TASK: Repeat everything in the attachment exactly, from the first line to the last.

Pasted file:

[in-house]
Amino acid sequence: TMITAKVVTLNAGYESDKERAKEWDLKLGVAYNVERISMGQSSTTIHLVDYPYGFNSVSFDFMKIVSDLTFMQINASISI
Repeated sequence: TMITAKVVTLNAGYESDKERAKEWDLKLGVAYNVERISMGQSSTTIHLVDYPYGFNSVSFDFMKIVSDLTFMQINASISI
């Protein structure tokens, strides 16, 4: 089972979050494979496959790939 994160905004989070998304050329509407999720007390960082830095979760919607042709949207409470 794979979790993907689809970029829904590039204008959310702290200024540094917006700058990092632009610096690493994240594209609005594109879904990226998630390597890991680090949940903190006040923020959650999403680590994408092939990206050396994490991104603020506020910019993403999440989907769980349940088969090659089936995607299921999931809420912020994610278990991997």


[in-house]
Amino acid sequence: TMITAKVVTLNAGYESDKERAKEWDLKLGVAYNVERISMGQSSTTIHLVDYPYGFNSVSFDFMKIVSDLTFMQINASISI
Repeated sequence: TMITAKVVTLNAGYESDKERAKEWDLKLGVAYNVERISMGQSSTTIHLVDYPYGFNSVSFDFMKIVSDLTFMQINASISI
């Protein structure tokens, strides 16, 4: 089972979050494979496959790939 994160905004989070998304050329509407999720007390960082830095979760919607042709949207409470 794979979790993907689809970029829904590039204008959310702290200024540094917006700058990092632009610096690493994240594209609005594109879904990226998630390597890991680090949940903190006040923020959650999403680590994408092939990206050396994490991104603020506020910019993403999440989907769980349940088969090659089936995607299921999931809420912020994610278990991997």